19. 19. Fasting (Zero sample) 30 minutes 60 minutes 90 minutes 120 minutes 150 minutes 180 minutes Blood Glucose (mg/dl) 200 225 350 300 275 250 225 Urinary Glucose + + + + + + + 11/05/14 Biochemistry for medics- Lecture notes 19
  20. 20. Time in minutes Blood glucose (mg/Dl) 11/05/14 20 Biochemistry for medics- Lecture notes
  21. 21. Blood glucose levels are within the normal limits. Glucose tolerance curve is normal. There is lowering of renal threshold. Thus glucose is found in some of the samples depending upon the renal threshold. 11/05/14 Biochemistry for medics- Lecture notes 21
  22. 22. Early diabetes mellitus, Pregnancy, Renal disease, Heavy metal poisoning Deficiency of carrier protein (SGLT-2). Renal glycosuria can also be observed in children of diabetic parents. 11/05/14 Biochemistry for medics- Lecture notes 22
  23. 23. Fasting (Zero sample) 30 minutes 60 minutes 90 minutes 120 minutes 150 minutes 180 minutes Blood Glucose (mg/dl) 90 130 150 140 120 100 90 Urinary Glucose nil + + + + ± nil 11/05/14 Biochemistry for medics- Lecture notes 23
  24. 24. Time in minutes Blood glucose (mg/Dl) 11/05/14 Biochemistry for medics- Lecture notes 24
  25. 25. Fasting blood glucose is normal. Sharp rise within 30 minutes to one hour The blood glucose levels exceed the renal threshold. The decline is rapid and the normal levels are attained back.  Some of the urine samples contain glucose, where the blood glucose is above the renal threshold. 11/05/14 Biochemistry for medics- Lecture notes 25
  26. 26. Hyperthyroidism Pregnancy After gastro-enterostomy Early diabetes mellitus 11/05/14 Biochemistry for medics- Lecture notes 26
  27. 27. Fasting (Zero sample) 30 minutes 60 minutes 90 minutes 120 minutes 150 minutes 180 minutes Blood Glucose (mg/dl) 90 230 180 150 120 100 90 Urinary Glucose nil + + nil nil nil nil 11/05/14 Biochemistry for medics- Lecture notes 27
  28. 28. •This test is undertaken for patients with malabsorption (Celiac disease or enteropathies), •Under these conditions oral glucose load is not well absorbed and • the results of oral glucose tolerance test become inconclusive. 11/05/14 Biochemistry for medics- Lecture notes 28
  29. 29. • I/V glucose tolerance test is carried out by giving 25 g of glucose dissolved in 100 ml distilled water as intravenous injection within 5 minutes. • Completion of infusion is taken as 0 time. • Blood samples are taken at 10 minutes interval for the next hour. • The peak value is reached within a few minutes and the value touches to near normal in 45-60 minutes. 11/05/14 Biochemistry for medics- Lecture notes 29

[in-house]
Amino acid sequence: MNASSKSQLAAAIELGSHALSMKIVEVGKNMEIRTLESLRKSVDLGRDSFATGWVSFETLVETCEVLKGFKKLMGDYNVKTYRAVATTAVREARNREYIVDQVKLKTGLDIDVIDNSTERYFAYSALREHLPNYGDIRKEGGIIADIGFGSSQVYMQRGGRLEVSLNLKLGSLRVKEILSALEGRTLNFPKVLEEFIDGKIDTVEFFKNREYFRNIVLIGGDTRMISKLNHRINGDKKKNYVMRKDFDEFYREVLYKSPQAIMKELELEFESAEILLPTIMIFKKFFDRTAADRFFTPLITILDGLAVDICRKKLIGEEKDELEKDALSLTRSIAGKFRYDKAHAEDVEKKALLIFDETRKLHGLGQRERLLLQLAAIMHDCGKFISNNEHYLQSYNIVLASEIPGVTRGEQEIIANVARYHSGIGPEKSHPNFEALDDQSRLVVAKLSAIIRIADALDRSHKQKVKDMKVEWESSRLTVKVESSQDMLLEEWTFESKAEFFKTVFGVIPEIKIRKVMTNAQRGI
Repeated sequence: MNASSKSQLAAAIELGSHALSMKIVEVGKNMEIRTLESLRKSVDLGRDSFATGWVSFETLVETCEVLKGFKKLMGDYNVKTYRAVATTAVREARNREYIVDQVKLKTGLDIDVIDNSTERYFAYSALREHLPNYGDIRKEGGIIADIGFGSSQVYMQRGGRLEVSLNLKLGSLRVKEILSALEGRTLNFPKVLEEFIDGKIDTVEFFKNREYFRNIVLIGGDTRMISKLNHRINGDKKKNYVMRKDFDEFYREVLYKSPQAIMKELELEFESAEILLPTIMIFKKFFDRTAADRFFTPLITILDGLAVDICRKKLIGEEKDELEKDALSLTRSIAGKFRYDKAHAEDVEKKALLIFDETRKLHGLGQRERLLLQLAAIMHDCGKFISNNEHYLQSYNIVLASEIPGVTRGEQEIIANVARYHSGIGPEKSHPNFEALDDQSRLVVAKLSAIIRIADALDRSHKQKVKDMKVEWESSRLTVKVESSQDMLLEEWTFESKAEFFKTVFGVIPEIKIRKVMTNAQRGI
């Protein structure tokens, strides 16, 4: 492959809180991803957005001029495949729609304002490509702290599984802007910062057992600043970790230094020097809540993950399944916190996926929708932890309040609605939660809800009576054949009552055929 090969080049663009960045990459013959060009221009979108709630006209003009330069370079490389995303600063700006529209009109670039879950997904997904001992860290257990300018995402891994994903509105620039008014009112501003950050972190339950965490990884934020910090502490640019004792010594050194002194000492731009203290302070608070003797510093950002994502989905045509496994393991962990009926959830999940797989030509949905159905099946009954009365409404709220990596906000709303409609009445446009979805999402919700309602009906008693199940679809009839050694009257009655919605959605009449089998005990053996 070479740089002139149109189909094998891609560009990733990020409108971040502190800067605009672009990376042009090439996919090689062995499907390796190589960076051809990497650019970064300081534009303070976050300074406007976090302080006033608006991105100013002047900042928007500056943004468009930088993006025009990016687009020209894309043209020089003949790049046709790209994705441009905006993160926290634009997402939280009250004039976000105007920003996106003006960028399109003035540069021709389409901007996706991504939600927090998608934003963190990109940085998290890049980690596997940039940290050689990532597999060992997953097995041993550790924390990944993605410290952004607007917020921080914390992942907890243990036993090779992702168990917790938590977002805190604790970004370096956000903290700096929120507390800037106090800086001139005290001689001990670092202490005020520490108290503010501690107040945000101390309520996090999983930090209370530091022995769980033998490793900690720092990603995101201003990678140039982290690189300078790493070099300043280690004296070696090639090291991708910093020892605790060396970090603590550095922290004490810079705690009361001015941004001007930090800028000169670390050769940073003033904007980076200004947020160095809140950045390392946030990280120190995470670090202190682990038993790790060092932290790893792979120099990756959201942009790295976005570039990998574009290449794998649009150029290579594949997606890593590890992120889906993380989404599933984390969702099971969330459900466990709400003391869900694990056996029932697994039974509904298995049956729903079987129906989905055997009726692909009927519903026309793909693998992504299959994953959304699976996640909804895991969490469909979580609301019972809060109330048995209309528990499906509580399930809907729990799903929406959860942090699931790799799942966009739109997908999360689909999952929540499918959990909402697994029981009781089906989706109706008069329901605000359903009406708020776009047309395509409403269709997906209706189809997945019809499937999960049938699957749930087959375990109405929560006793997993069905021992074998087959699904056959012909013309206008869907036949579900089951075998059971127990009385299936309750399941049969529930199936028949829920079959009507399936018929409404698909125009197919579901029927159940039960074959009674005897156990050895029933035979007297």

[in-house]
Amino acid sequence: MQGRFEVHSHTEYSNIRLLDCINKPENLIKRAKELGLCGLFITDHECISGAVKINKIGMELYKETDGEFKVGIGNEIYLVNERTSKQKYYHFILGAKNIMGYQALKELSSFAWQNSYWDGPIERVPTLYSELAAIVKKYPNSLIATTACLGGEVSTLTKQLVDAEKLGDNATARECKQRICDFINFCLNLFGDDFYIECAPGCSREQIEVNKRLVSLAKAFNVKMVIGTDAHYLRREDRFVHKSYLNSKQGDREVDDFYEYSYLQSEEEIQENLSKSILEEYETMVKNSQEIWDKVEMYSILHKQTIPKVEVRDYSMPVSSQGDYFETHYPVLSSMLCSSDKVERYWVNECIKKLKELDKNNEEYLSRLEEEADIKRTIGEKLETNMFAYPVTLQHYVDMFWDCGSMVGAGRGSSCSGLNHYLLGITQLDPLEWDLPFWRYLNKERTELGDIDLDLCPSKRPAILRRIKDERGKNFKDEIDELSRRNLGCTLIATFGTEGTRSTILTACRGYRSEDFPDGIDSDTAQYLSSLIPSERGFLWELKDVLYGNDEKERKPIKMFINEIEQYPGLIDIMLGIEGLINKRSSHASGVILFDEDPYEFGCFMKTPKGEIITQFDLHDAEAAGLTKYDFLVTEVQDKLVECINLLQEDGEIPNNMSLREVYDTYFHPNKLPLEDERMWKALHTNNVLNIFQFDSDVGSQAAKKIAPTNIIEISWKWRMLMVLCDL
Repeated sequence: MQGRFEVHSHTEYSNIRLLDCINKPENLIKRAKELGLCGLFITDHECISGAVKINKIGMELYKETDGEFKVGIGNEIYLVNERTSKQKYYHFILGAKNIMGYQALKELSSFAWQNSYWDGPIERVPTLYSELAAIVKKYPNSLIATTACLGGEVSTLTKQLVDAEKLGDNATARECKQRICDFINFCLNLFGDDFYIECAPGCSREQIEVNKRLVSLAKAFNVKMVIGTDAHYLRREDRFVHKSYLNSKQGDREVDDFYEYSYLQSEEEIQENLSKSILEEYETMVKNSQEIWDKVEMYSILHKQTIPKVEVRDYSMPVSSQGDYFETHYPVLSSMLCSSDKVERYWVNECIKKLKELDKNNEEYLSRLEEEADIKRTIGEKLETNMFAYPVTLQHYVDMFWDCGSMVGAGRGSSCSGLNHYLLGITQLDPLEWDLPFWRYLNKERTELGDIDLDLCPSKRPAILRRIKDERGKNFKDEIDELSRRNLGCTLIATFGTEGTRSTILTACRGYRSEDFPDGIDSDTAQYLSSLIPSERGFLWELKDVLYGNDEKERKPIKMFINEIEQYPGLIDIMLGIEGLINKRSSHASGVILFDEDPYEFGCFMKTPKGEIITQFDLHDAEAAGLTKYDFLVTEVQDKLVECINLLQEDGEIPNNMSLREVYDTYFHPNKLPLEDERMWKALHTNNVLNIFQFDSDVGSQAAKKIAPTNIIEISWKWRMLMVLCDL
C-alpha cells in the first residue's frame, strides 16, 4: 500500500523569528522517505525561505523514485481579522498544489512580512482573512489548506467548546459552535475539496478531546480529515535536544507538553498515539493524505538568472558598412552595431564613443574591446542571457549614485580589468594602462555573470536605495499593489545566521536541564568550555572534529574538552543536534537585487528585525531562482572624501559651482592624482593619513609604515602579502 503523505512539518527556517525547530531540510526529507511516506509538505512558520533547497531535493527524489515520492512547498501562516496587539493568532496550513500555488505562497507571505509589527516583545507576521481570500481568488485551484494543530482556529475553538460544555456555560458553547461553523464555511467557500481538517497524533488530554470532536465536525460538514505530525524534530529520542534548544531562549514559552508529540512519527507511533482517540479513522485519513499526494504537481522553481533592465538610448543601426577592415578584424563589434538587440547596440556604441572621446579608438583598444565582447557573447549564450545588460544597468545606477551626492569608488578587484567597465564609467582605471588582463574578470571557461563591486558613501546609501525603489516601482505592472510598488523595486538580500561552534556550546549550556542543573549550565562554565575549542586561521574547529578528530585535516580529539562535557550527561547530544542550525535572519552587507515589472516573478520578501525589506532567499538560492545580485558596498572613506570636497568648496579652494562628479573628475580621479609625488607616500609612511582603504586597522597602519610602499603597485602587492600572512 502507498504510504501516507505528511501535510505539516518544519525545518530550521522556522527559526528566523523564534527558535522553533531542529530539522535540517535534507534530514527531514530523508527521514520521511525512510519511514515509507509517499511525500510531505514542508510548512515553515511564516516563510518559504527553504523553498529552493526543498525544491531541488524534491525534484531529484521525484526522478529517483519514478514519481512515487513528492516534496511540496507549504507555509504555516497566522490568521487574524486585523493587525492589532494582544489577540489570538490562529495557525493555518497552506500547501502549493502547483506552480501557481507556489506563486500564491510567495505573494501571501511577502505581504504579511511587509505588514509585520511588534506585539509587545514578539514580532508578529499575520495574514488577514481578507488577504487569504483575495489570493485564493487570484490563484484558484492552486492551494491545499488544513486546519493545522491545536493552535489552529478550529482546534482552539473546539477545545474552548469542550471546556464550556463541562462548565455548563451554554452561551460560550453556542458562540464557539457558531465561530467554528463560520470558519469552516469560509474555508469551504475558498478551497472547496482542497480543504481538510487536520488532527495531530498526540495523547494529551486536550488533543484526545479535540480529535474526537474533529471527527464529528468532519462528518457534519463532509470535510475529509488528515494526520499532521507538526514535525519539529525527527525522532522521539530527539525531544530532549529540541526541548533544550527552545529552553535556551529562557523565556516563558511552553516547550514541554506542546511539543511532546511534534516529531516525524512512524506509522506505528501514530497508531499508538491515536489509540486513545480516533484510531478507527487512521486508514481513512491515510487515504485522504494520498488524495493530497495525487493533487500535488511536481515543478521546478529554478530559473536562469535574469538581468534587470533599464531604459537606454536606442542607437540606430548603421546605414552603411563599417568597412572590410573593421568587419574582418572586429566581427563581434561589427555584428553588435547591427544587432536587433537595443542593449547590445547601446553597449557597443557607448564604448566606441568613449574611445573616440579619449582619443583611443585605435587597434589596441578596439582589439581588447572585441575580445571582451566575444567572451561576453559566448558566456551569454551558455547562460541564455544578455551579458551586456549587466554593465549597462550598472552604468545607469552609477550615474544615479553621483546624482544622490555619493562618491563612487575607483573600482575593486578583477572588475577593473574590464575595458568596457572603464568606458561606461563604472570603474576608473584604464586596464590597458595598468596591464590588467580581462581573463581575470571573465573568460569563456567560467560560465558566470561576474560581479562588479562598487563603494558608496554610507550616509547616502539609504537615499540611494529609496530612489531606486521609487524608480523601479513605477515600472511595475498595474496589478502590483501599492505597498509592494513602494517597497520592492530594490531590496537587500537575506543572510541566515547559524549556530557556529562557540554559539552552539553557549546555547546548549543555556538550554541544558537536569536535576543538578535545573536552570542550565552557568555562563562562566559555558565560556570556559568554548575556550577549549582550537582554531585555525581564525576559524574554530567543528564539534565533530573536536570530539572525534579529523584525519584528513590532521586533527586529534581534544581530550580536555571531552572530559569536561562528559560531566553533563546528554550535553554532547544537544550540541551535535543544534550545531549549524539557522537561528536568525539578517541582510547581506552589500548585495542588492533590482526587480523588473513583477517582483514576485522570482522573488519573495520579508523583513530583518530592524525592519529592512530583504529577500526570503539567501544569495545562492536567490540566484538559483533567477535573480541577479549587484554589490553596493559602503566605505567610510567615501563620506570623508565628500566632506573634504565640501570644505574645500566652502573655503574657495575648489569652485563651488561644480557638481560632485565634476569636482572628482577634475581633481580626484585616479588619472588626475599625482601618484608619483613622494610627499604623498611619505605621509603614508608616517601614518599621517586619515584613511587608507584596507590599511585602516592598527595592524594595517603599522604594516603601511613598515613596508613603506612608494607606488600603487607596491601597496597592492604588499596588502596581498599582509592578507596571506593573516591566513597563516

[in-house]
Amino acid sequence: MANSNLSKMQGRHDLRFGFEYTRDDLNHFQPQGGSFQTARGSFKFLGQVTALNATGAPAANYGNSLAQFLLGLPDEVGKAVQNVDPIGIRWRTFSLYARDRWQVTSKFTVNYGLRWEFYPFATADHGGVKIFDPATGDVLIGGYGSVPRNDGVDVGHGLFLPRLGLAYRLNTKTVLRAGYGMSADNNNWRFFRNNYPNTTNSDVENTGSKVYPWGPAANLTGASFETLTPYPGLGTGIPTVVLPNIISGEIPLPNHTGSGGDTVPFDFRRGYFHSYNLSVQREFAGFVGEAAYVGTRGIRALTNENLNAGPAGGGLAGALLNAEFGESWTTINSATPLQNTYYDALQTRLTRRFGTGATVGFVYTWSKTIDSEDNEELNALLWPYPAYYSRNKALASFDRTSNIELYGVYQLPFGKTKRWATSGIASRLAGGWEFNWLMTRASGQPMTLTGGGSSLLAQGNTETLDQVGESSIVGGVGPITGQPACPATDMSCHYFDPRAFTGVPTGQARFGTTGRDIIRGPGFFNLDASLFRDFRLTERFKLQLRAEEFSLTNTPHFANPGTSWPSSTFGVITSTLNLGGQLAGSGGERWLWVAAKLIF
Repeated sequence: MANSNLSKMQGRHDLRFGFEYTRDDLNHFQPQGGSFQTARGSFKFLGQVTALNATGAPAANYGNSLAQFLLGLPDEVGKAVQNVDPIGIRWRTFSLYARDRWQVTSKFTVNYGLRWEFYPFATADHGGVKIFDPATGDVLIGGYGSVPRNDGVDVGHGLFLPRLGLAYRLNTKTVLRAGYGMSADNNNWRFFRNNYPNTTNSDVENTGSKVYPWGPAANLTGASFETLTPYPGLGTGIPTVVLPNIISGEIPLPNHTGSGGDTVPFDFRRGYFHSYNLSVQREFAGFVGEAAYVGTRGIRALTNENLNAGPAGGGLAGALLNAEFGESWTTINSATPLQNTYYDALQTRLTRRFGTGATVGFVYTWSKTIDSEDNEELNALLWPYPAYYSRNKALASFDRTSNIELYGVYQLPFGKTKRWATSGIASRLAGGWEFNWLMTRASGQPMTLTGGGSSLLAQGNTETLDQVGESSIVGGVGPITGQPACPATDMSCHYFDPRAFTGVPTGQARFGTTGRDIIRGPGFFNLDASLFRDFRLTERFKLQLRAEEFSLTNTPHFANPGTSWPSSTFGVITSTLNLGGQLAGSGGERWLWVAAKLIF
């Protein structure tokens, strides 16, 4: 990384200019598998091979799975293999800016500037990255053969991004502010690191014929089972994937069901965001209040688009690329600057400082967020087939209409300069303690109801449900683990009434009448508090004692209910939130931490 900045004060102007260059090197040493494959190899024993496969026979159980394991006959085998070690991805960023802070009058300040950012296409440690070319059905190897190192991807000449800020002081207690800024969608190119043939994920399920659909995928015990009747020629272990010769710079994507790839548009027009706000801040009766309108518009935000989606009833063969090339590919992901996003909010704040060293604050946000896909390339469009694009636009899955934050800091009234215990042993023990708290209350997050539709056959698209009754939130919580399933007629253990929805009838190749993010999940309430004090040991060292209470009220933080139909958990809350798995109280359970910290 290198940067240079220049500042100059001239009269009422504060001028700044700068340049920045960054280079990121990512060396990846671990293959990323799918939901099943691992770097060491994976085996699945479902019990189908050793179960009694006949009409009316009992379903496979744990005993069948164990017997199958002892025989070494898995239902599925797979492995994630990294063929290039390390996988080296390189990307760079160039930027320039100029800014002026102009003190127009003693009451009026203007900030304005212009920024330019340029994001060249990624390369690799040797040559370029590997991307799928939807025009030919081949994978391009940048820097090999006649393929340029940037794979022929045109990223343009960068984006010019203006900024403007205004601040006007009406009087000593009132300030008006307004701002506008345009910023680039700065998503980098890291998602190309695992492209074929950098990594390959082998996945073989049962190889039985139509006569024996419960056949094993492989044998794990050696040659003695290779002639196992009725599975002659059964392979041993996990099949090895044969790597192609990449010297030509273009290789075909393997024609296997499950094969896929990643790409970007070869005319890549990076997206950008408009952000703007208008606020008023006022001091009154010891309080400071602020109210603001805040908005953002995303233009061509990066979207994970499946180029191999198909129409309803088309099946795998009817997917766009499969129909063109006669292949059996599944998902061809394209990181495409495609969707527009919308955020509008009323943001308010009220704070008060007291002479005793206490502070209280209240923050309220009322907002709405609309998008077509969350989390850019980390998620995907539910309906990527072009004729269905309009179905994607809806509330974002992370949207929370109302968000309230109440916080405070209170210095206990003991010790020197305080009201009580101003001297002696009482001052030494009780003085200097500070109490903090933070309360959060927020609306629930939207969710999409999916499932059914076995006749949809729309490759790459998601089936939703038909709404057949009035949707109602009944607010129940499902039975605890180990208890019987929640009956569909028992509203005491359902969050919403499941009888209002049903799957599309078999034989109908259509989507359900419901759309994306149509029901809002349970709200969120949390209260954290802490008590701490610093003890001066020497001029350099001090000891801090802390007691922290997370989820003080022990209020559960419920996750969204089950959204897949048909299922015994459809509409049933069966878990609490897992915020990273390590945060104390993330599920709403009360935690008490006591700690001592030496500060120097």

30. 30. Interpretation • In normal individuals, blood glucose level returns to normal within 60 minutes • In diabetes mellitus, decline is slow • The initial values are attained in 120 minutes. 11/05/14 Biochemistry for medics- Lecture notes 30
  31. 31. a) Acute infections- Cortisol is secreted, the curve is elevated and prolonged b) Liver diseases- The curve is elevated and prolonged. c) Hyperthyroidism- There is steep rise in curve. 11/05/14 Biochemistry for medics- Lecture notes 31
  32. 32. d) Hypothyroidism-A flat curve is obtained in hypothyroidism. Thyroid hormone increases the absorption of glucose from the gut. e) Starvation- There is rise of counter regulatory hormones, which show increased glucose tolerance 11/05/14 Biochemistry for medics- Lecture notes 32
  33. 33. As per current WHO recommendations, in the mini or modern glucose tolerance test, only two samples are collected,  Fasting (zero hour) and 2 hour post glucose load. Urine samples are also collected during the same time. The diagnosis is made from the variations observed in these results. 11/05/14 Biochemistry for medics- Lecture notes 33
  34. 34. Time of sample collection Normal person Criteria for diagnosing diabetes mellitus Criteria for diagnosing IGT Fasting <110 mg/dl <(6.1m.mol/L) > 126 mg/dl >(7.0m.mol/L) 110- 126 mg/dl 2 hour after glucose load <140 mg/dl <(7.8mmol/L) > 200 mg/dl 140-199 mg/dl 11/05/14 Biochemistry for medics- Lecture notes 34
  35. 35. For proper evaluation of the test, the subjects should be normally active and free from acute illness.  Medications that may impair glucose tolerance include diuretics, contraceptive drugs, glucocorticoids, niacin, and phenytoin should be avoided on that day. 11/05/14 Biochemistry for medics- Lecture notes 35
  36. 36. Cortisone stress test- used for detecting pre diabetes or Latent diabetes Extended GTT- To diagnose the cause of hypoglycemia especially 2-3 hours after meals. 11/05/14 Biochemistry for medics- Lecture notes 36
  37. 37. If the fasting plasma glucose level is 126 mg/dL or higher on more than one occasion, further evaluation of the patient with a glucose challenge is unnecessary. However, when fasting plasma glucose is less than 126 mg/dL in suspected cases, a standardized oral glucose tolerance test may be done . 11/05/14 Biochemistry for medics- Lecture notes 37
  38. 38. A random plasma glucose concentration >11.1 mmol/L (200 mg/dL) accompanied by classic symptoms of DM (polyuria, polydipsia, weight loss) is sufficient for the diagnosis of DM. 11/05/14 Biochemistry for medics- Lecture notes 38